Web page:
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Why Work with an Instructional Designer?

Image: Why work with an instructional designer?

As higher education continues to evolve, technology integration into courses is becoming not just more common but expected, particularly by new generations of students. This shift is about more than providing the learning experiences students are looking for—it’s also about integrating digital learning tools to increase student success (the work the Bill & Melinda Gates Foundation is doing around adaptive courseware is just one example).

Given this shift, instructors are seeing, hearing about, and encouraged to embrace technology in their courses.Yet as an instructor myself, I know the prospect of delving into technology-enhanced teaching can be daunting – especially when you feel like you are on an island taking this on alone. You may not know where to turn to learn more about how this can enhance the student (and teaching) experience or what resources are available to support you in these efforts.

There’s an option you may not have considered that can go a long way in making the journey less lonely: instructional designers (IDs). While many campuses staff them, a lack of awareness of their presence and common misconceptions about their role and capabilities often keep instructors from taking advantage of the opportunity to collaborate.

What Do Instructional Designers Do?

Higher education is a wonderful and energizing place, full of exhilarating learning experiences, differing views focused on the common good, and diversity. The units on your campus that support teaching, learning and technology are no different. Depending on your campus structure, you could have one or more departments that serve in this role. Making things even more potentially confusing, those who support the teaching and learning process may go by different titles.

While “instructional designer” is a common title, it may not be the only role that can help support your efforts to integrate technology into your teaching. For example, at the University of Wisconsin-Whitewater, we have various positions in our Learning Technology Center that have ID responsibilities:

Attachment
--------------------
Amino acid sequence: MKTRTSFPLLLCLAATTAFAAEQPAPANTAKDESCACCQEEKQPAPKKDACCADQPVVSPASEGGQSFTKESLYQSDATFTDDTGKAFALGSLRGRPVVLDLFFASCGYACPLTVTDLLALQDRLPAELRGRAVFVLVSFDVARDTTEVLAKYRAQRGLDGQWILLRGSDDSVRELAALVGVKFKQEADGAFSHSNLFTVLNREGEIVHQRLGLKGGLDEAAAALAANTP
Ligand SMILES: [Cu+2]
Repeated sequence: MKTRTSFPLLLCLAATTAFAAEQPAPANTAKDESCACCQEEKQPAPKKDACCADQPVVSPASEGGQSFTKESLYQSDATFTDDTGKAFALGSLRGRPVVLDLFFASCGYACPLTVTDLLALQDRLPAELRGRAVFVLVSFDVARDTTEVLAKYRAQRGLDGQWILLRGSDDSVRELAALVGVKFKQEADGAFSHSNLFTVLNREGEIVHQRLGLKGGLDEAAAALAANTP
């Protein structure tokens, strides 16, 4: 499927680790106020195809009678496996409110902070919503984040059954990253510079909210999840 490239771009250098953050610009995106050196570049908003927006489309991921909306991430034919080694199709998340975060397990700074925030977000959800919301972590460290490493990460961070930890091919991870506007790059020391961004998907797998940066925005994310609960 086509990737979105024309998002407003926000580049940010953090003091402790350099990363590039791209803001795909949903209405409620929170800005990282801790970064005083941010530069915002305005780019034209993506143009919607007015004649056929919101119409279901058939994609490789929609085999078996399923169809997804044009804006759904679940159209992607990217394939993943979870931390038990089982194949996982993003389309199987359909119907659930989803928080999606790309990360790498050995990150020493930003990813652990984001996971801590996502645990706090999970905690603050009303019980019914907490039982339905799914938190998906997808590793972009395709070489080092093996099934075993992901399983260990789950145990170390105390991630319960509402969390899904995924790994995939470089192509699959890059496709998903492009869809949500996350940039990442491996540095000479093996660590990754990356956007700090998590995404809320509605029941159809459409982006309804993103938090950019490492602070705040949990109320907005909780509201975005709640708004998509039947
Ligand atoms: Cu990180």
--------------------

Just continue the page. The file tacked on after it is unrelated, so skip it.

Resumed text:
• Instructional Technologist, who is responsible for assisting instructors in integrating campus-supported instructional technologies (e.g., student response system, eTexts, etc.) into courses.
  • Learning Management System Administrator, who is responsible for supporting the use of the learning management system through training and consultations around not only working with the system, but how to use it to effectively facilitate learning.
  • Teaching, Learning and Technology Consultant, who is responsible for supporting instructors in redesigning their courses for blended and online modes through one-on-one consultations and formalized professional development opportunities.
  • Learning Technology Specialist, who is responsible for exploring emerging technologies (and conducting research on them) with instructors.

While each staff member may have different responsibilities, we all generally have one thing in common – we love talking about teaching, learning, and technology with instructors!

How Can Instructional Designers Help Me?

Those with ID skills are valuable assets for any instructor, as they can help with projects from facilitating teaching and learning workshops to supporting technology implementation into classes. For example, you might reach out to an ID on your campus if you want to:

  • Integrate online homework or digital learning into a face-to-face course.
  • Figure out how to incorporate more active learning into your class.
  • Try a flipped classroom approach.
  • Redesign your course to leverage more high-impact teaching practices.
  • Learn more about learning technologies that help you address your teaching goals or challenges.